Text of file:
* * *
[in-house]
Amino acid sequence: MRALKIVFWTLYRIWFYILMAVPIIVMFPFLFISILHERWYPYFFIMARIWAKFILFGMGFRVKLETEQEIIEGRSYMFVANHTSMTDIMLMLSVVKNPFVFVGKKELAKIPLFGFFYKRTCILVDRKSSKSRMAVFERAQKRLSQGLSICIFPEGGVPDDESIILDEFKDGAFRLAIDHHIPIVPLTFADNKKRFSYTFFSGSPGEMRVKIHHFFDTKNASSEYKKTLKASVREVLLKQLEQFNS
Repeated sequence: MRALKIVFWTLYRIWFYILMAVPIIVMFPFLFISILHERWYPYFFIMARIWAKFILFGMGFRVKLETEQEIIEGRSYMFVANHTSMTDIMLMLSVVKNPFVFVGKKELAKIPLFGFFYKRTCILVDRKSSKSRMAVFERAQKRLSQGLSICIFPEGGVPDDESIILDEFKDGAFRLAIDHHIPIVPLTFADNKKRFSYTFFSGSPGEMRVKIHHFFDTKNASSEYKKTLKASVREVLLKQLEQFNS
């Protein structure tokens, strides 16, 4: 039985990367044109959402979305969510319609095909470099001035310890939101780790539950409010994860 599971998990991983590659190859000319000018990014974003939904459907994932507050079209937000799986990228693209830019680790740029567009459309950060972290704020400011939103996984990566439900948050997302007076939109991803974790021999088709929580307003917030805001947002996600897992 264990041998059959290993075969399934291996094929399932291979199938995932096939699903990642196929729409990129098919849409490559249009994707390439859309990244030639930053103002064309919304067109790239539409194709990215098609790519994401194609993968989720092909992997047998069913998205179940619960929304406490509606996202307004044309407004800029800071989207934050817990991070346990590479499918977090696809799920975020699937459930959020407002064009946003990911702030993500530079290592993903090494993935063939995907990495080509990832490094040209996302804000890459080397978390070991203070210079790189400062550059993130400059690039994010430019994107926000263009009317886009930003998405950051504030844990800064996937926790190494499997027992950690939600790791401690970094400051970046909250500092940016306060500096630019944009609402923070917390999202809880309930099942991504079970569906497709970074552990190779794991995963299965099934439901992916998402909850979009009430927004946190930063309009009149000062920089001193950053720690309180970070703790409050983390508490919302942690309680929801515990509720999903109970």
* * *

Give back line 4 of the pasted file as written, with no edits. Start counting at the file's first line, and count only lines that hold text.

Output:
């Protein structure tokens, strides 16, 4: 039985990367044109959402979305969510319609095909470099001035310890939101780790539950409010994860 599971998990991983590659190859000319000018990014974003939904459907994932507050079209937000799986990228693209830019680790740029567009459309950060972290704020400011939103996984990566439900948050997302007076939109991803974790021999088709929580307003917030805001947002996600897992 264990041998059959290993075969399934291996094929399932291979199938995932096939699903990642196929729409990129098919849409490559249009994707390439859309990244030639930053103002064309919304067109790239539409194709990215098609790519994401194609993968989720092909992997047998069913998205179940619960929304406490509606996202307004044309407004800029800071989207934050817990991070346990590479499918977090696809799920975020699937459930959020407002064009946003990911702030993500530079290592993903090494993935063939995907990495080509990832490094040209996302804000890459080397978390070991203070210079790189400062550059993130400059690039994010430019994107926000263009009317886009930003998405950051504030844990800064996937926790190494499997027992950690939600790791401690970094400051970046909250500092940016306060500096630019944009609402923070917390999202809880309930099942991504079970569906497709970074552990190779794991995963299965099934439901992916998402909850979009009430927004946190930063309009009149000062920089001193950053720690309180970070703790409050983390508490919302942690309680929801515990509720999903109970």